Story: As has been the case with all of the Star Trek movie and telelvision book adaptations since, Roddenberry embellishes the first movie’s storyline with a great deal of off-screen plotting which we didn’t see on film. Much of this backstory was itself embellished upon in the very brief Lost Years series of Trek novels published in the early 90s.
Review: Perhaps the most interesting elements that Star Trek’s creator introduced here were found between the lines, in footnotes and in the introduction attributed to Admiral Kirk himself. The introduction speaks of a new breed of human, a bland and conformist herd of sheep, from which Starfleet officers are different due to the “individuality” Starfleet affords them (which must make Starfleet the most unusual military service in the history of Earth!). This faceless majority of the population is described in terms that seem to paint them as only slightly more individual than the Borg. Of all the things about the Star Trek universe that Roddenberry altered in the development of the unmade 1970s Star Trek series – remember how we went from a Starfleet capable of producing unstable emotional wrecks like Ben Finney to a Starfleet which was happy and homogenous by the time of Next Generation? – I think the new human concept was one concept that was easy to drop, and I for one don’t miss it.
Many of Roddenberry’s co-workers have made note of the Great Bird of the Galaxy’s preoccupation with sex in their own books about the making of Star Trek, and though I don’t entirely disbelieve these accounts, I always keep in mind how easy it is to come up with such stories about those who are no longer present to defend themselves. But there’s plenty of evidence here that Gene spent a lot of time thinking with the other head. On one particular occasion, Roddenberry – in character as a 23rd century chronicler of the events described – almost breaks that character to address the existence of “K/S fiction,” a variety of homoerotic fan-written fiction depicting Kirk and Spock as lovers, which had arisen in the years between Star Trek’s TV death and its film rebirth. Roddenberry almost derails his own attempt to debunk the possibility of Kirk and Spock being gay by implying that Kirk may have experimented with bisexuality (!) – an unlikely trait given Kirk’s frequent conquest of women. Perhaps Gene was blurring the line between his own exploits and that of his character. (If so, that’s just a little bit more than I really wanted to know about either of them…) Roddenberry also spends a lot of time on the subject of Lt. Ilia and her race’s sexuality, which sometimes fills in the blanks that were left by the movie’s dialogue, but at other times seems to be there just for tittillation’s sake.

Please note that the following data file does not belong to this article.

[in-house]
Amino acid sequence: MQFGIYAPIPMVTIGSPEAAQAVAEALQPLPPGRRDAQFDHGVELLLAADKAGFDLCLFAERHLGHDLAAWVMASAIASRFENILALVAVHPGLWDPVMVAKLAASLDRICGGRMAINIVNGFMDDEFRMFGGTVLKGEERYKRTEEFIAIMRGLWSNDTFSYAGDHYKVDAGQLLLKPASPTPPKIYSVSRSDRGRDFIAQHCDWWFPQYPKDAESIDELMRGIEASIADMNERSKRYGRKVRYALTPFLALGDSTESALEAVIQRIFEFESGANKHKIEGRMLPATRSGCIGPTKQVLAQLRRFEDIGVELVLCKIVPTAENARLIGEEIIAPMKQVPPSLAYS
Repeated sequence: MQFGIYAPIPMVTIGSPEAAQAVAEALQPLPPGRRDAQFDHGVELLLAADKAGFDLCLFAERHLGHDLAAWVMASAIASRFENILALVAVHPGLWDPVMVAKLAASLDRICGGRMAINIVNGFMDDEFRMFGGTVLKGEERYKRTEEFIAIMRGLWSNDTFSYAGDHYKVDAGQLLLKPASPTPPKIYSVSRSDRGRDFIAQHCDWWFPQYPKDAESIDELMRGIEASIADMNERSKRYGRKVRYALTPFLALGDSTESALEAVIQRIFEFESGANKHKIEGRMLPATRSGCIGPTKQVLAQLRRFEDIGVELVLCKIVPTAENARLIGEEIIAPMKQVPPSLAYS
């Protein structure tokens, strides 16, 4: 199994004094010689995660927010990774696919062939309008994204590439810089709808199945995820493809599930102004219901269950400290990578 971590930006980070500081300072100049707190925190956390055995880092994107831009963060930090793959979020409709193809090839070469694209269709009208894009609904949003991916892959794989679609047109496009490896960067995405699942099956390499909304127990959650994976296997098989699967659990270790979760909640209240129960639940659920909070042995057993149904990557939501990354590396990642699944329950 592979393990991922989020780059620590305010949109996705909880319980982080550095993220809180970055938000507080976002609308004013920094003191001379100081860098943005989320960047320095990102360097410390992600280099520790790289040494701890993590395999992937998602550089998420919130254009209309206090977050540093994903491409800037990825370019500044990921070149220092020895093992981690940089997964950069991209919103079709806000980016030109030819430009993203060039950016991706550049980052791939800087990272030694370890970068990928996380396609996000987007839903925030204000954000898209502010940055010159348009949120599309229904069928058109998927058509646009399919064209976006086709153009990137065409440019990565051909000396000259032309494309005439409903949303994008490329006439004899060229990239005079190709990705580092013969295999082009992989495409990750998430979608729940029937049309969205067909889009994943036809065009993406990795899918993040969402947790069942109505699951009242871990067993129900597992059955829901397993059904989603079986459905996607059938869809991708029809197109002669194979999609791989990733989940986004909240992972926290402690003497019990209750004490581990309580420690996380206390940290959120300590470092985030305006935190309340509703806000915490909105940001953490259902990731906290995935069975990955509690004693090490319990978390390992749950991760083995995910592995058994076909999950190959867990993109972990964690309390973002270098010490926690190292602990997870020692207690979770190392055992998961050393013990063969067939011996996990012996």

Once the Enterprise is on its way to its mission with V’ger (identified in this book, as was the case with the draft scripts and story treatments that appeared in Star Trek Phase II: The Lost Series, as “Vejur”), the novel pretty much sticks to the movie’s events in a straightforward manner. The only distraction from this point on is Roddenberry’s tendency to italicize phrases for no readily apparent reason. Most authors use this device to illuminate a character’s internal thoughts and dialogue, or to otherwise emphasize something of importance, but here it seems to happen almost entirely at random.
The novelization of Star Trek: The Motion Picture was perhaps the only time – with the exception, perhaps, of The Cage – that Gene Roddenberry was allowed to tell a Star Trek story without the constraints of television censors or budget …and, if for no other reason than that alone, I think it’s interesting, for it gives us our only first-hand glimpse of what Gene Roddenberry would have liked Star Trek to be.
Author: Gene Roddenberry
Publisher: Pocket Books
Pages: 252 pages